Policy Changes for Hour of Devastation

The New Docs


After a few super-sized updates, I’m pleased to report that the Hour of Devastation tournament document update is… not all that devastating. All the changes are the sort of thing that would usually end up in the “Other Notes” section. If you’re going to skip an update this year, here’s the one. See you in Ixalan! Any beaches around here?

What, you’re still here?

So, let’s start by talking about something that’s not an update. With the separation of Deck and Decklist penalties, a question that has been asked a bunch is what the appropriate penalty is when extra, playable cards are discovered in the sideboard. It’s still a Game Loss. The penalty is Deck Error (it’s even part of the definition!), but the vast majority of the time, it’s discovered by a deckcheck, and that falls under the “someone else found it” upgrade clause.

We’re reasonably happy with the changes to the combat shortcut, but we’re going to simplify it a little. Instead of an exception where the non-active player was acting in the main phase to stop a trigger or what it might affect, it’s now just to stop something from triggering. Toolcraft Exemplar remains a little quirky – after all, you probably want to kill that in response to the trigger – but fixing that turns out to have a lot of other unintended consequences.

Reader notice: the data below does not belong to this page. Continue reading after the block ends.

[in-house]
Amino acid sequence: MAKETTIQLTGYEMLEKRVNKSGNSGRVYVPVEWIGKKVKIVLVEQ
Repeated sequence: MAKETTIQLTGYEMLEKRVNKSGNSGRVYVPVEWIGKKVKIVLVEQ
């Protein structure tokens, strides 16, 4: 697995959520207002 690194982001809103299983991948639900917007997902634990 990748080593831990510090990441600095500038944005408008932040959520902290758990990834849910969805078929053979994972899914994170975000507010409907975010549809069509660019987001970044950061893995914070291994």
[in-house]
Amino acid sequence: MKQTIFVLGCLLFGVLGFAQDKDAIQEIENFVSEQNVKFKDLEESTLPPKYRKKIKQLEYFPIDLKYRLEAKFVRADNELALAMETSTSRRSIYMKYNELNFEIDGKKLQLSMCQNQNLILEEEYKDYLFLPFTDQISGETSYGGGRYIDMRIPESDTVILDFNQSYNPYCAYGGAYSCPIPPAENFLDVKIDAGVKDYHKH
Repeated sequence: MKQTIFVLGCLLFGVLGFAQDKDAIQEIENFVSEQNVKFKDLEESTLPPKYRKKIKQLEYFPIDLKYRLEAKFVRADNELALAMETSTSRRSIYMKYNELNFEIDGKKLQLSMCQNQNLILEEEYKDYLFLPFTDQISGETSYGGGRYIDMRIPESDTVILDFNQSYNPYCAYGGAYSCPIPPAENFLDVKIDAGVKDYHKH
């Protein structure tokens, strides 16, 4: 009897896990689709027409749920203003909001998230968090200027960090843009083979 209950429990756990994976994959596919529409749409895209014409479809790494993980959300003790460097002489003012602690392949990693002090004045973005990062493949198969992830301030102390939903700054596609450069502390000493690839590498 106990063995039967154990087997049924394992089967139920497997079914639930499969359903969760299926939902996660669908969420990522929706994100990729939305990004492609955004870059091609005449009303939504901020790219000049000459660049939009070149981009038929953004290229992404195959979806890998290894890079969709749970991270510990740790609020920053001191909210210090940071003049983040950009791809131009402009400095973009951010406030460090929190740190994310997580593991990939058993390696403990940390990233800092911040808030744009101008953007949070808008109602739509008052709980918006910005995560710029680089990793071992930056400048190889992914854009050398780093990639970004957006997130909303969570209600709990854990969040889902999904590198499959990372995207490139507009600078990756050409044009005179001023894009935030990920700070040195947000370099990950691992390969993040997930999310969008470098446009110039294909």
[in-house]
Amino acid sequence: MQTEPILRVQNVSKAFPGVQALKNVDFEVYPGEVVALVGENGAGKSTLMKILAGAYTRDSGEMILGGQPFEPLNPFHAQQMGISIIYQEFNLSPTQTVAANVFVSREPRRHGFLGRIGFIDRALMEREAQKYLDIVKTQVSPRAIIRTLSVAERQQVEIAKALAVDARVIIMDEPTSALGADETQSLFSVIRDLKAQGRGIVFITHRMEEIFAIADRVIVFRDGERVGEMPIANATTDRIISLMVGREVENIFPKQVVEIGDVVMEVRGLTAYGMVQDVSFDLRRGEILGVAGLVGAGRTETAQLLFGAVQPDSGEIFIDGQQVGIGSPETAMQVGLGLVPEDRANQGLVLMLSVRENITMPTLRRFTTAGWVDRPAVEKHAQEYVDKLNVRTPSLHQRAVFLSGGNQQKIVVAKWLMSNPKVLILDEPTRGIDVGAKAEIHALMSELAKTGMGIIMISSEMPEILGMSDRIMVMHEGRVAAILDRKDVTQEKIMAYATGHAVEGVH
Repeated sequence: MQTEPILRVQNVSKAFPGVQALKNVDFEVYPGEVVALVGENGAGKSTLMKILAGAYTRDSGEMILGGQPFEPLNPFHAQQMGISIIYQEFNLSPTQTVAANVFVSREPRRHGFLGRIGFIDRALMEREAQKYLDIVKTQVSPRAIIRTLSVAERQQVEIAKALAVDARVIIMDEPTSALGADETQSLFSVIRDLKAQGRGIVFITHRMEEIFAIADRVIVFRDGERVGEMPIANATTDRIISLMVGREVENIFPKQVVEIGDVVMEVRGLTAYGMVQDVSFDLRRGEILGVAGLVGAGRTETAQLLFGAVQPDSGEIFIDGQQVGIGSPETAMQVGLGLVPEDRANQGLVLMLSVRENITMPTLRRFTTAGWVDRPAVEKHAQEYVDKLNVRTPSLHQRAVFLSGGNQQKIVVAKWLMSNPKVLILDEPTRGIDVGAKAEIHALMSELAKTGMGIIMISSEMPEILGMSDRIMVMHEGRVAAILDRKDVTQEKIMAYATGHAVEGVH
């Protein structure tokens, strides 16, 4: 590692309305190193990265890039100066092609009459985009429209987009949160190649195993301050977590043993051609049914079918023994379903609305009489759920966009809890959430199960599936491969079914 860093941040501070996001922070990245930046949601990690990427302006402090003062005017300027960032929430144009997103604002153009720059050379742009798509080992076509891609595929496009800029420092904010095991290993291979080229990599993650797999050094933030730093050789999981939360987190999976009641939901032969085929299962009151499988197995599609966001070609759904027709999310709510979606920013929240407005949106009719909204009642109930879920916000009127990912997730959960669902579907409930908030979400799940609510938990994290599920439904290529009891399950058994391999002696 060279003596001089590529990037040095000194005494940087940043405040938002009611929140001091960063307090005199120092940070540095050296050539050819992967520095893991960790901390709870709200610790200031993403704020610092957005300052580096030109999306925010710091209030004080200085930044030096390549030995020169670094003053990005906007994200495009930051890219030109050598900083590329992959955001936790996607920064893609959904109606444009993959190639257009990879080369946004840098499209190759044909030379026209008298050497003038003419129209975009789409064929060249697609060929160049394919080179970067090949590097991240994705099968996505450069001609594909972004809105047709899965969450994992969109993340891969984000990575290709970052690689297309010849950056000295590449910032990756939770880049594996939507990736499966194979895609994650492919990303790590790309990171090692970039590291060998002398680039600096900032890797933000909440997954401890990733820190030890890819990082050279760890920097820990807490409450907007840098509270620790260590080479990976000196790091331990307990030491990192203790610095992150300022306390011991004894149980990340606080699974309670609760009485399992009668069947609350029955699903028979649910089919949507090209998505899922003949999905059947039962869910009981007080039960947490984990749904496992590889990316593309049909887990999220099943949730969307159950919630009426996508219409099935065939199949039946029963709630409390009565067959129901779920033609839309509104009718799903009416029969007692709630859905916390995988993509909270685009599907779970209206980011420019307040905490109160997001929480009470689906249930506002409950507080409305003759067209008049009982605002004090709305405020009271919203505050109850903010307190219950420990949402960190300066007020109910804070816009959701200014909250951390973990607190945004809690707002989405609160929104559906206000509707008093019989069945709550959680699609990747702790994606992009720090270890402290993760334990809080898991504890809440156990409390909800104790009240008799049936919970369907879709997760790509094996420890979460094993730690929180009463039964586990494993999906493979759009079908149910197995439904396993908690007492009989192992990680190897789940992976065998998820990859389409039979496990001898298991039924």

We also dealt with a technical problem. The original shortcut specified that it applied when the active player passed in main phase one. It didn’t specify that the stack needed to be empty! Everyone understood the intent, but we’re calling it out now.

The separation of deck and decklist infractions made it more likely that you could issue two infractions to a player with different penalties. We now spell out that you only issue the more severe one.

Last time, we added guidance about when cards left the library to join other sets. That was to stop people issuing penalties for someone who pulled a card away from the library face down, but it was a little broad – it can be LEC if you accidentally, for example, put some extra cards into the graveyard. So that guidance only applies moving between hidden sets.

Finally, we’ve had a clause in the selection-not-made GRV partial fix that allowed for a simple backup to make things smoother. It’s been extended to all the partial fixes. There’s what I like to think of as the “discovery action,” an action that interacts with a card that causes a GRV to be discovered. Undoing that action makes sense in certain circumstances. Remember, a simple backup is just that action, not any further!

Everything else is nonfunctional changes to line up wordings or make things clearer, and there’s not all that many of those. See, I told you to take a break! Thanks to Bryan Prillaman, Carlos Ho, Dan Collins, George Gavrilita, and Filipe Fernandes for their suggestions.